Recruitment and the change process
When an individual goes through a significant change in their life, such as starting a new job or changing careers, they can experience a range of emotions and challenges.
To understand these challenges, the ‘Stages of Change Model’ was developed by Prochaska and DiClemente in the late 1970s and provides a framework for how people change their behaviour. This happens through a series of stages including pre-contemplation, contemplation, preparation, action, maintenance, and termination.
Intrinsically, the recruitment process is one of change, and understanding this process can help employers better support candidates and ultimately ensure a smooth transition for new hires.
For hiring managers to successfully navigate the change process, it’s essential to first assess the applicant’s motivation to change. Motivation plays a critical role as it acts as the driving force behind a person's behaviour and determines how likely they are to commit to the process.
Some individuals may appear highly motivated at the beginning and move quickly through the contemplation and preparation stages, but to really ascertain their level of commitment and ensure a successful hire, its essential to ask the right questions throughout the hiring process and listen attentively. This is where motivational interviewing can help.
What is motivational interviewing?
Created in the 1980s by Miller and Rollnick, motivational interviewing (MI) is defined as: “A collaborative, goal-oriented style of communication with particular attention to the language of change. It is designed to strengthen personal motivation for and commitment to a specific goal by eliciting and exploring the person’s own reasons for change within an atmosphere of acceptance and compassion.”
MI is often used in counselling and healthcare settings to facilitate behavioural change but lends itself well to the hiring process as it helps interviewers explore a prospective employee’s motivations and make informed decisions. The technique emphasises adopting a non-judgemental attitude and employs the use of open-ended questions, allowing the interviewee to be open and honest about why they are considering a career change and what their perfect role looks like for them.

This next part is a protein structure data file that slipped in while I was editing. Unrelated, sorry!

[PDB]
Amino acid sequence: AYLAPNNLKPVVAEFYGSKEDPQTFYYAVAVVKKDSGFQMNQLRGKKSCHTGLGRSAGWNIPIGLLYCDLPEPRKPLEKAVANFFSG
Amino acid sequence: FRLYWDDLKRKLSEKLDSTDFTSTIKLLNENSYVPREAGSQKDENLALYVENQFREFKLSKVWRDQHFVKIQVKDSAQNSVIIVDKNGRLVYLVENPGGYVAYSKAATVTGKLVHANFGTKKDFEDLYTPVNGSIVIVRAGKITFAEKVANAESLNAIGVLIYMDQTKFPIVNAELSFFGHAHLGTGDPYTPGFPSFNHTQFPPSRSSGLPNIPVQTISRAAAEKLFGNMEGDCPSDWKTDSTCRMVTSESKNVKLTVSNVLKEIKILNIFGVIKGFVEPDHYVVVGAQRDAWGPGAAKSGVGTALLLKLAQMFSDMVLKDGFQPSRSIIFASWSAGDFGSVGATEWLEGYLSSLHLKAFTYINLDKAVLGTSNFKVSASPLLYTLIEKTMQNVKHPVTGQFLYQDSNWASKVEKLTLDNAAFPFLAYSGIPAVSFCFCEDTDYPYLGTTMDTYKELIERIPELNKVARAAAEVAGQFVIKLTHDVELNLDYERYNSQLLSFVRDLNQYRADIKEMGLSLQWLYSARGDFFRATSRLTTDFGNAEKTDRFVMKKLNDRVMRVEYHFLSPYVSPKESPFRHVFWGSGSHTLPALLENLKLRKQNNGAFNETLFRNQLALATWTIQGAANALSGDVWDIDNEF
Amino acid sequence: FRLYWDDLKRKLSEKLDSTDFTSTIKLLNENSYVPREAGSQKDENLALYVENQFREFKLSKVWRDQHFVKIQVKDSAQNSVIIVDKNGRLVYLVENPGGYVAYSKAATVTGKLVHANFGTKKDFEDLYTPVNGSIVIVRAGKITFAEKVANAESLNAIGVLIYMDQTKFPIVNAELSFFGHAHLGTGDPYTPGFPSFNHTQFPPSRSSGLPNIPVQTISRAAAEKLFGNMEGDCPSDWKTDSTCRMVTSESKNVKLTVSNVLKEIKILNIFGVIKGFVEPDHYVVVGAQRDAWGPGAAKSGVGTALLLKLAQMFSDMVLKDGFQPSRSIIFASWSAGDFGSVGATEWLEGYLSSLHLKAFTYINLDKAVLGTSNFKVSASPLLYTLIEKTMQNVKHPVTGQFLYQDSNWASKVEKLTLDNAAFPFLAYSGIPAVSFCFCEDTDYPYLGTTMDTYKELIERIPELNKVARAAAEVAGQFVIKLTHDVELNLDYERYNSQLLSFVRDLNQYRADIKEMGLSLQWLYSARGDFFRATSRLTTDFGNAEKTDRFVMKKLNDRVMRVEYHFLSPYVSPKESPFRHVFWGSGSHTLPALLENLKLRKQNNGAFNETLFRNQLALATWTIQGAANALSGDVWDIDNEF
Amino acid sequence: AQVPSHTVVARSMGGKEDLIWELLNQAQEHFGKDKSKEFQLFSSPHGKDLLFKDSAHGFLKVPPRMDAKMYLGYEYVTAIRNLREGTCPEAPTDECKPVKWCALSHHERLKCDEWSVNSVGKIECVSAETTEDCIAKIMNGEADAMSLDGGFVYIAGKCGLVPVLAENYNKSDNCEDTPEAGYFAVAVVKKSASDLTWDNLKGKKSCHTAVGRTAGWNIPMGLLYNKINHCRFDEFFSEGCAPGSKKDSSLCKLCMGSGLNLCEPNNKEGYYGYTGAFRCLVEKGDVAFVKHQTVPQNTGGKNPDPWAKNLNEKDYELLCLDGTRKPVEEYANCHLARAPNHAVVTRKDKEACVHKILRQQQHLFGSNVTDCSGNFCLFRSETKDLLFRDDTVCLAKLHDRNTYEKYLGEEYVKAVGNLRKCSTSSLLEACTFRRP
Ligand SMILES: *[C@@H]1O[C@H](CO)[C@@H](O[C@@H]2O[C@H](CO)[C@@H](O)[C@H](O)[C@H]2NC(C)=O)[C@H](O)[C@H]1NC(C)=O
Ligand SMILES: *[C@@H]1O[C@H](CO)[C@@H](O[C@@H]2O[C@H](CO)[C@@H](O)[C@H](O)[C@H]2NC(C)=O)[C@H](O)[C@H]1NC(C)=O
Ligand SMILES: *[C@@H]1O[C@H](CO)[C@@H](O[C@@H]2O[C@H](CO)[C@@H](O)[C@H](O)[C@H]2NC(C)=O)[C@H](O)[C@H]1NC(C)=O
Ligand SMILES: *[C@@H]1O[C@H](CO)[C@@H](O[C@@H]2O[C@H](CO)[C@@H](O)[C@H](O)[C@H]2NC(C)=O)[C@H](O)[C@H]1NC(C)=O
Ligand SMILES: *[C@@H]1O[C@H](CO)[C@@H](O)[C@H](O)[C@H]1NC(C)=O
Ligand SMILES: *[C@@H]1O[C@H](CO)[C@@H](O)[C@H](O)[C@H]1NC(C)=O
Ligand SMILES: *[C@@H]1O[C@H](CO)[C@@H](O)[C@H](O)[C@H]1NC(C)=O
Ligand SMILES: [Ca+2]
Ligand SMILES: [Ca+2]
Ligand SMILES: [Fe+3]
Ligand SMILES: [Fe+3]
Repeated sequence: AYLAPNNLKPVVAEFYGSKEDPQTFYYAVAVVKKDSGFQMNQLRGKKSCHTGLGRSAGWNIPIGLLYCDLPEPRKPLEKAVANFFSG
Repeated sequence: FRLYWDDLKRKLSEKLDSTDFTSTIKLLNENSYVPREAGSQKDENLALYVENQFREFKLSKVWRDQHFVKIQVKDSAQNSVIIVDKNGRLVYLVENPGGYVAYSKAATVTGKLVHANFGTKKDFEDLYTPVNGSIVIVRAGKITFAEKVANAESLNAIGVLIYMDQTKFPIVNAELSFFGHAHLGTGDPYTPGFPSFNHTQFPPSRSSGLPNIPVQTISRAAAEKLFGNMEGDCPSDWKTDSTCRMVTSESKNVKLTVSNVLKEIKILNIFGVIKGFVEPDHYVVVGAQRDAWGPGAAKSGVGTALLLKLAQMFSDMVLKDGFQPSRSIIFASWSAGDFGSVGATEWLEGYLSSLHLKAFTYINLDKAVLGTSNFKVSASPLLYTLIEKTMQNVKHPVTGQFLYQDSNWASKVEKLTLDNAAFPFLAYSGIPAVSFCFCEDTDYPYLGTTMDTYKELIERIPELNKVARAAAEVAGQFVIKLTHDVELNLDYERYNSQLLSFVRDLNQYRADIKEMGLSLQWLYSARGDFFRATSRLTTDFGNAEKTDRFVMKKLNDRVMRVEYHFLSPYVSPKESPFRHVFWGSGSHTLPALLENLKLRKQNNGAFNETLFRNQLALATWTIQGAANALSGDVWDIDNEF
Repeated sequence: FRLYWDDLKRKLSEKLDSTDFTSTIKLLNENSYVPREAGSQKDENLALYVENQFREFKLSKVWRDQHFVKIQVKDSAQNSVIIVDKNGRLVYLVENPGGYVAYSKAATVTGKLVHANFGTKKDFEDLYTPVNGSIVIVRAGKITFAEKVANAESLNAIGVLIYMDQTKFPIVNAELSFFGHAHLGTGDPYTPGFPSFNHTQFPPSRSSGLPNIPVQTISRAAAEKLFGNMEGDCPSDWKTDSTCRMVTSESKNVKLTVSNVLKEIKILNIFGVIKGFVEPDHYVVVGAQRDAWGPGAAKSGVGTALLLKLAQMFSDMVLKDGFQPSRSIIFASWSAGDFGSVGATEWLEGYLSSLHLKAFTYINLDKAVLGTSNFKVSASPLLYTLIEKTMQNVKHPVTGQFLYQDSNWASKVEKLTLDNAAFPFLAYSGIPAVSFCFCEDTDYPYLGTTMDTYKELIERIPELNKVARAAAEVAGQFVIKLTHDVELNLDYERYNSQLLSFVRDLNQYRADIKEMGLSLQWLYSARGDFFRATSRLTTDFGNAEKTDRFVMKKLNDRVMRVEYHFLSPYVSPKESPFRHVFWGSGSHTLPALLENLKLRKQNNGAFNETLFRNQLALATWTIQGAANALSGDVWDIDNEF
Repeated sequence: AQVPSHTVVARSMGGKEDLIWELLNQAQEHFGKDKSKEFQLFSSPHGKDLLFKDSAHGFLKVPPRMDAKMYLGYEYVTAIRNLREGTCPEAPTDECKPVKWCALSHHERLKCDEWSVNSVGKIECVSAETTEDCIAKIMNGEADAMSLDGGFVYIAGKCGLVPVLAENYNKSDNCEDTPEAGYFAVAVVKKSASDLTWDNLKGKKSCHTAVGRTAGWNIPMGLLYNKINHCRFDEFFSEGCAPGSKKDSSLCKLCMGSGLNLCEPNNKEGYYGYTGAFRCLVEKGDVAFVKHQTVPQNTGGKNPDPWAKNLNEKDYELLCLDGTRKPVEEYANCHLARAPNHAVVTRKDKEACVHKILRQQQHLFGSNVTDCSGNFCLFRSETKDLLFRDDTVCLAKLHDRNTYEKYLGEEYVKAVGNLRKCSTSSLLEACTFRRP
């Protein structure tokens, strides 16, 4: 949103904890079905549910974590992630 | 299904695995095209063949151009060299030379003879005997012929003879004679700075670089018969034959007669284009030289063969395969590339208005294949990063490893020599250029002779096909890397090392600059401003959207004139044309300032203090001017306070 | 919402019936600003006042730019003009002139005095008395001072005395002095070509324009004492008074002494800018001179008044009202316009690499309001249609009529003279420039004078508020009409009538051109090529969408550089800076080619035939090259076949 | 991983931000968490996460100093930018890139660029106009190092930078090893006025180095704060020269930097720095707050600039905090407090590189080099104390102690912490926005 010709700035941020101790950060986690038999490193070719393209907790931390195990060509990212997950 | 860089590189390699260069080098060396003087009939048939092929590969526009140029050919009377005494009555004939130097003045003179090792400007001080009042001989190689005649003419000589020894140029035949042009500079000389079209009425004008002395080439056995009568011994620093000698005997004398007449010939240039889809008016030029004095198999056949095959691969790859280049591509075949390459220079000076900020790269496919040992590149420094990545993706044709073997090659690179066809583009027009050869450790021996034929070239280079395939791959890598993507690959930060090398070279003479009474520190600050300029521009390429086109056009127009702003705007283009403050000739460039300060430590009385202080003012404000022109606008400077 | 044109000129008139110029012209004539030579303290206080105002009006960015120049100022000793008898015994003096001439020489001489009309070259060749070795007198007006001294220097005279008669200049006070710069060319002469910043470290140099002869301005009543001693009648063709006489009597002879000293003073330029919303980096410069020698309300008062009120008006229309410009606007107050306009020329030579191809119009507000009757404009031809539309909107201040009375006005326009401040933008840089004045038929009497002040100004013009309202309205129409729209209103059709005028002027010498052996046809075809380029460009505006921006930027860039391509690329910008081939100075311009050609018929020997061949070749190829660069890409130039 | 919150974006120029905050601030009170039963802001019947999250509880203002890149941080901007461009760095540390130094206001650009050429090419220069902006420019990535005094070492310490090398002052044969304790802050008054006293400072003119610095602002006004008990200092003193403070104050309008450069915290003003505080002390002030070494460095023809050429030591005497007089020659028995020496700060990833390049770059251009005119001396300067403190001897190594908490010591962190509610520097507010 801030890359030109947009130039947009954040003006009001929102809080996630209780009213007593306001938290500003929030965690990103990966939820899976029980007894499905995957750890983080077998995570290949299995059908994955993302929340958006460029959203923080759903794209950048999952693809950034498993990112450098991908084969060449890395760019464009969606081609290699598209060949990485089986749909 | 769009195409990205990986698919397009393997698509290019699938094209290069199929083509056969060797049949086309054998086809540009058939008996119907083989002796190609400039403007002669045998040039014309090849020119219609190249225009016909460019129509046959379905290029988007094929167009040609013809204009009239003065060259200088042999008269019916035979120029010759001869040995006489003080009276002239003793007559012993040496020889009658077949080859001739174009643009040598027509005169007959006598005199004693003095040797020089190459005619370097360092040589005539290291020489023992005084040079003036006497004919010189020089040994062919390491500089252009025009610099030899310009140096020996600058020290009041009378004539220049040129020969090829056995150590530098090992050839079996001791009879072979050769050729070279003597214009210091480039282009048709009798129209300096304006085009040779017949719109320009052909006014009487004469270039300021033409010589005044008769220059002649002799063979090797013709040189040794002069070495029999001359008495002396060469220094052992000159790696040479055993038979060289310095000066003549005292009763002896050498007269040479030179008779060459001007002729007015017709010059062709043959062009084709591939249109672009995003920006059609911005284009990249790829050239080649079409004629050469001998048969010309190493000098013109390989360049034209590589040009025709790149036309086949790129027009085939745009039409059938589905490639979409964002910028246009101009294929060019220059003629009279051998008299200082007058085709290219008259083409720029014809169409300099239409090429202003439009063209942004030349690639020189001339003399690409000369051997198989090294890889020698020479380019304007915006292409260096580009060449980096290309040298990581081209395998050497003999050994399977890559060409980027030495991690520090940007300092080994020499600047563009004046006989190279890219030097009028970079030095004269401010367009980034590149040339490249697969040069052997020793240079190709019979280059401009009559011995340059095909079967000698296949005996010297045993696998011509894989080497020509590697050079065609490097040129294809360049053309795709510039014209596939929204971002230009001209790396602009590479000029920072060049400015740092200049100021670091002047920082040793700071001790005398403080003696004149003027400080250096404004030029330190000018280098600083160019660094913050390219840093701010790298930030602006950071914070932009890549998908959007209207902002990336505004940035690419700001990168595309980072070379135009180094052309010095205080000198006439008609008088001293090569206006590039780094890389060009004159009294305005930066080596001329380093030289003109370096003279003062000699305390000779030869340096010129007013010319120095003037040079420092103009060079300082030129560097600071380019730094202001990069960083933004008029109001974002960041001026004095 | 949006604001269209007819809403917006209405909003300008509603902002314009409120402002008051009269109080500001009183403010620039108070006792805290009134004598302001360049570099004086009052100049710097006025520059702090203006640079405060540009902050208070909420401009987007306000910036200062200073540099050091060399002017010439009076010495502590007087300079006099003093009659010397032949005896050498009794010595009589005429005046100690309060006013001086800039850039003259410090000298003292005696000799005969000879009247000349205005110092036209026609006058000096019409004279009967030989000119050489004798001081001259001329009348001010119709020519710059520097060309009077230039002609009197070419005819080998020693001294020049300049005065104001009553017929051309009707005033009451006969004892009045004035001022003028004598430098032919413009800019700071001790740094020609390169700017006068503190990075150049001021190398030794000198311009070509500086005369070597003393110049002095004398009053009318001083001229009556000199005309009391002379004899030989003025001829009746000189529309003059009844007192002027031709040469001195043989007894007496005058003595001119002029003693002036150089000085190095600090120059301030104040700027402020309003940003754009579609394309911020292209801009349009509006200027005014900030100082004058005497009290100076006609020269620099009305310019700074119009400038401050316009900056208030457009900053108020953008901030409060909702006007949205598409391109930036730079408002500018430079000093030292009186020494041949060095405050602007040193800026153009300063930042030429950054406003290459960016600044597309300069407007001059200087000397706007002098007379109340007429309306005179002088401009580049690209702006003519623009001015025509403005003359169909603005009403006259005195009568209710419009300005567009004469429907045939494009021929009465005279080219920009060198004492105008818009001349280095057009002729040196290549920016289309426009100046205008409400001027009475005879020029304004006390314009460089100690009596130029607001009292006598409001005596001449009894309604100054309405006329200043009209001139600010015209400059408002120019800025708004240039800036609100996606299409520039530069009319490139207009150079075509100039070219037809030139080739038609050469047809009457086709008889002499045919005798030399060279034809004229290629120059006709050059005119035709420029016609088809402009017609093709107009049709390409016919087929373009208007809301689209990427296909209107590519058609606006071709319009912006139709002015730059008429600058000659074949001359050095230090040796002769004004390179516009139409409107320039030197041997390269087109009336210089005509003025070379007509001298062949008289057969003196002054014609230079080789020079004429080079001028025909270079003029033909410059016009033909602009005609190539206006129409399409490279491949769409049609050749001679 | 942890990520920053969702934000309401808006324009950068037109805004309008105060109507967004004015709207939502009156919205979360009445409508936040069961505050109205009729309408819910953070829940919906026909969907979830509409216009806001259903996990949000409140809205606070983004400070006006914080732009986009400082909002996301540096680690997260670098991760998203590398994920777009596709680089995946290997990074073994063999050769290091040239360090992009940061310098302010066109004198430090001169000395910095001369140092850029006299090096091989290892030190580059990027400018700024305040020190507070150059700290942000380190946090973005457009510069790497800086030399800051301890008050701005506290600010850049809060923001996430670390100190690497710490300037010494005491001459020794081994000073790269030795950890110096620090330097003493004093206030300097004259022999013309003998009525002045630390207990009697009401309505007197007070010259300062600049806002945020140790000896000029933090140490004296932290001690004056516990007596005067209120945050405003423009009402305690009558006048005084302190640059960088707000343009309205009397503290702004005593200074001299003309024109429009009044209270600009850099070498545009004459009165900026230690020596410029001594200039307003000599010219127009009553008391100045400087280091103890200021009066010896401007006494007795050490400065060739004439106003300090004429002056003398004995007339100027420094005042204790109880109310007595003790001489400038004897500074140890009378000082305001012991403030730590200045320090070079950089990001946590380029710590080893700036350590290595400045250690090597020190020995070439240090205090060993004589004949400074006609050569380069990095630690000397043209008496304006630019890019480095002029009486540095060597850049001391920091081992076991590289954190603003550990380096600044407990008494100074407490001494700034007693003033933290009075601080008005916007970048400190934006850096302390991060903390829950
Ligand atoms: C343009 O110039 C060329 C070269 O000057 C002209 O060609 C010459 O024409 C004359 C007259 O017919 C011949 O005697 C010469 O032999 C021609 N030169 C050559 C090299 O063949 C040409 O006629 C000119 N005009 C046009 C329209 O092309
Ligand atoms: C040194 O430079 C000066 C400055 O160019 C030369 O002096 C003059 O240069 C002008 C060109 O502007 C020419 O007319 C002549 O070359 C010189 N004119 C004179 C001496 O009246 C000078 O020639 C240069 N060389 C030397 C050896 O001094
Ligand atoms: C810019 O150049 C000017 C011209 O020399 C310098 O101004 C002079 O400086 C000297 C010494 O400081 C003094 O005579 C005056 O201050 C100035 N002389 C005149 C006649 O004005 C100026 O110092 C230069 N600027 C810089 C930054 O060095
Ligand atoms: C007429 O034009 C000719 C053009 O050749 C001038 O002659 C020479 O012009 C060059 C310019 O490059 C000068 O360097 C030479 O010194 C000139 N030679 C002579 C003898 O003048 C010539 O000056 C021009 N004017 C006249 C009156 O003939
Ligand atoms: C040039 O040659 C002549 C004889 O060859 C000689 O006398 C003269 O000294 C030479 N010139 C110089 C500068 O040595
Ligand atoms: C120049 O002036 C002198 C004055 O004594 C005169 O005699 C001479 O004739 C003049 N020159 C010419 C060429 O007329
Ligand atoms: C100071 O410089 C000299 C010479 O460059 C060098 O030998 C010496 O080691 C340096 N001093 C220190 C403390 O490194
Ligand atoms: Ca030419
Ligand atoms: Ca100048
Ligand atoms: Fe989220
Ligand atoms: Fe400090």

How to use motivational interviewing to secure top talent
1. Adopt an open mind
Have an open mind and non-judgemental attitude towards your applicant and always treat them with respect. This can help create a positive and supportive environment that encourages them to be more open and honest about their motivations, goals, and concerns.
2. Build rapport and establish trust
Motivational interviewing relies on building a strong relationship with the person being interviewed. Prioritise building rapport with your interviewee and establish trust early in the interview by demonstrating empathy, active listening, and respect for their autonomy. This will give them the space to explore their hopes and fears about the potential new role with you.
3. Identify the interviewee’s goals and values
Help your applicant identify their career goals and what they are looking for in an employer. To do this, ask open-ended questions and actively listen to their responses to gain a deeper understanding of their motivations and values.
4. Use reflective listening
Reflective listening is a technique used in MI that involves repeating what the person has said in your own words. This can help the hiring manager clarify their understanding of the candidate's goals and values and show that they have been heard and understood. Reflective listening can also help the interviewee feel more comfortable and open during the interview.
5. Identify potential obstacles and brainstorm solutions
MI is focused on helping individuals overcome obstacles to change. In the context of recruitment, this means helping candidates identify potential obstacles to joining the company and brainstorming solutions. Ask questions such as "What concerns do you have about this position?" and "How do you think we can address those concerns?" as this can help your potential employee feel more invested in the process and more motivated to find solutions.
6. Highlight the company's values and culture
Once the interviewer has a better understanding of their goals and values, they should then highlight how the company's values and culture align with the candidate's own. By doing so, the candidate will feel more connected to the company and more motivated to work there.
If you are looking for your next talented accountancy and finance professional to join your team, contact our specialist recruiters today.